à ce moment-là : then/at that time

Pure_Yvesil

Senior Member
Hey everyone,

I've digged around the forum to find an explanation on the difference between "à ce moment" and "à ce moment-là".

This is how I see it: basically adding a "là" makes the moment more precise, but we're not obliged to put it.

Also, à ce moment can refer to a point in the past as well as a point in the future.

Some examples:

PAST
À ce moment , il a déclaré la guerre
À ce moment-là il a déclaré la guerre
-> At that time (in 1964 for instance), he declared war

FUTURE
Serait-il possible de me rappeler à ce moment.
Serait-il possible de me rappeler à ce moment-là?
-> Would it be possible to call me back then? (tomorrow morning for instance)


Can someone confirm please? :D
 
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  • franc 91

    Senior Member
    English - GB
    I think there are two meanings - à ce moment-là - can mean at that precise moment, but in the second example you give, there's also the idea of - in that case (as a consequence) - as well as - at that particular time.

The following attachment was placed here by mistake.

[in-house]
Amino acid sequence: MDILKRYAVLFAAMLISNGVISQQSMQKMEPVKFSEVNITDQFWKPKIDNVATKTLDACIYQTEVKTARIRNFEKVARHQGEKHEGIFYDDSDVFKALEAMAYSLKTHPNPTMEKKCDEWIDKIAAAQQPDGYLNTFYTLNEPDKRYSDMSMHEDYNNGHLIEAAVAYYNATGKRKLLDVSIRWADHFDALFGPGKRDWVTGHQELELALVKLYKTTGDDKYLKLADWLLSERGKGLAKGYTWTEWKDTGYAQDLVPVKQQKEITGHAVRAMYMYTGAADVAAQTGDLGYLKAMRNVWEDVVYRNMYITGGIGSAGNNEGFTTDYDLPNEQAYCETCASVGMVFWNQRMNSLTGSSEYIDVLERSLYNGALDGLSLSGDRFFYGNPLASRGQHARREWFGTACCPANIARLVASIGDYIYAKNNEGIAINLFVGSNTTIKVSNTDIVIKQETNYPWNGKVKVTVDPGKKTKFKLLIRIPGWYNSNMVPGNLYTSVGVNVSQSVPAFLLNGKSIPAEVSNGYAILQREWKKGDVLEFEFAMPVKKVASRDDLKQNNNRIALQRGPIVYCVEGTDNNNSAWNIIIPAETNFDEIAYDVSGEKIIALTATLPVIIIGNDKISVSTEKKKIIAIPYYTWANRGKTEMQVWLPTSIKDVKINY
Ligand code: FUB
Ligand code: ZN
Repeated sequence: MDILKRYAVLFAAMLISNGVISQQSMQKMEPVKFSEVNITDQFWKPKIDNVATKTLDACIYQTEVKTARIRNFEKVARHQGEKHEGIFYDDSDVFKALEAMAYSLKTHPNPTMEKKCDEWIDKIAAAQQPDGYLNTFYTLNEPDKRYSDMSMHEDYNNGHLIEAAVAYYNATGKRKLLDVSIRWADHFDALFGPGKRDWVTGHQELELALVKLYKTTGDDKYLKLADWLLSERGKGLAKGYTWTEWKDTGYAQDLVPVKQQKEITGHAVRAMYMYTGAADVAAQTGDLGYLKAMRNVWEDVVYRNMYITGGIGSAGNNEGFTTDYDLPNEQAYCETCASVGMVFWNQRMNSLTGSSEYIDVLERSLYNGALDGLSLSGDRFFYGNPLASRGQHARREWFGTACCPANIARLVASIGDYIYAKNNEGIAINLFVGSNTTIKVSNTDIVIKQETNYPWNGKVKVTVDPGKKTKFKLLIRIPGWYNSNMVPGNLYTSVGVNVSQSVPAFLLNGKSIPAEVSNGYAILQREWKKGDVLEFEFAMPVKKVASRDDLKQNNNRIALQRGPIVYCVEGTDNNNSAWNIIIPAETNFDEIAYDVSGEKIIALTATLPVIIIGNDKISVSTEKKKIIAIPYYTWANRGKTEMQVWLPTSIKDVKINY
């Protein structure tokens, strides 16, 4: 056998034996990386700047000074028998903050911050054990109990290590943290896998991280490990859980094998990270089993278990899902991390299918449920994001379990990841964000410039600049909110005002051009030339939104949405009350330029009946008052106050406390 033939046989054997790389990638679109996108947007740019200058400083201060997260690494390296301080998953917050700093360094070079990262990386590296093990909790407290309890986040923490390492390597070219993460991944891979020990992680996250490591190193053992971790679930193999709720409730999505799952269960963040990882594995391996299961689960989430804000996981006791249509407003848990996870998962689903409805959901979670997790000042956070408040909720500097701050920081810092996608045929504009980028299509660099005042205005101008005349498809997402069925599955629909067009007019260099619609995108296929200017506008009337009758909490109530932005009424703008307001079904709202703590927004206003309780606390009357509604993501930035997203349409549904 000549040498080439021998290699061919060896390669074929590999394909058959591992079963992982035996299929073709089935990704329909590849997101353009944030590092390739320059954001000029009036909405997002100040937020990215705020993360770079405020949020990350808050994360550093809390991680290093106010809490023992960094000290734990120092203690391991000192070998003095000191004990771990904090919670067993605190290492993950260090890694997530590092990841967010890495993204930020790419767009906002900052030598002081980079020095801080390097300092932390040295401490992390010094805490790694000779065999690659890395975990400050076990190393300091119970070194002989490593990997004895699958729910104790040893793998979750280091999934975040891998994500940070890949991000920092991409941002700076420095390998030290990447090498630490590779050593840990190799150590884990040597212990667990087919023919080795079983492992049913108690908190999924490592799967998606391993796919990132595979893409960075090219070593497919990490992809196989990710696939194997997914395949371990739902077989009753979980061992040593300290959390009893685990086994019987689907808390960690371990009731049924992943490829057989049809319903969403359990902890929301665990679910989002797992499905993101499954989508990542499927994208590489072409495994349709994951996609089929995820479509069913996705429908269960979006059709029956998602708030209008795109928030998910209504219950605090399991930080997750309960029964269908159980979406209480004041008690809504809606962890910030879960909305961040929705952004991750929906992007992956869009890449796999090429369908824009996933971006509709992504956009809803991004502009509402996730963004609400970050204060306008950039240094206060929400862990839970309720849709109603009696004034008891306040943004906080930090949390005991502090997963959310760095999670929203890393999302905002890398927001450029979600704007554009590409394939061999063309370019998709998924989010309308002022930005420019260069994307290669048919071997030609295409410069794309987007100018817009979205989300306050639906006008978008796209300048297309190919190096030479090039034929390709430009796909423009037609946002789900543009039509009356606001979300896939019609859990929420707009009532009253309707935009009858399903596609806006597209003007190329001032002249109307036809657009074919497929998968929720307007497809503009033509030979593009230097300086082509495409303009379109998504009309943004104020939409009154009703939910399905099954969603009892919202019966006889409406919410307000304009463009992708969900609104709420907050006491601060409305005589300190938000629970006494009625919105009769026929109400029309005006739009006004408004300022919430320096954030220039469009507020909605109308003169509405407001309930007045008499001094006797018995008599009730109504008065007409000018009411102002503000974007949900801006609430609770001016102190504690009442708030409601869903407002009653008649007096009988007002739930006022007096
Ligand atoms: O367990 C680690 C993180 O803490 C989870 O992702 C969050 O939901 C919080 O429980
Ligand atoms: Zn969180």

Pure_Yvesil

    Senior Member
    So basically

    à ce moment-là:

    1) we're not obliged to add "-là" (doesn't alter the meaning)
    2) can refer to a point in time in the future (second example)
    3) can refer to a point in time in the past (first example)
    4) can refer to "dans ce cas-là"

    ?
     

    franc 91

    Senior Member
    English - GB
    When you add là, that is more precise, as you say. For the first sentence I would probably say - C'était à ce moment, qu'il... or you could say - Il choisit ce moment pour.....
     

    Pure_Yvesil

    Senior Member
    Thank you Franc,

    I think the most important thing I wanted to know is if it can refer to a point in the future as well as a point in the past.

    Do you also agree with that?
     
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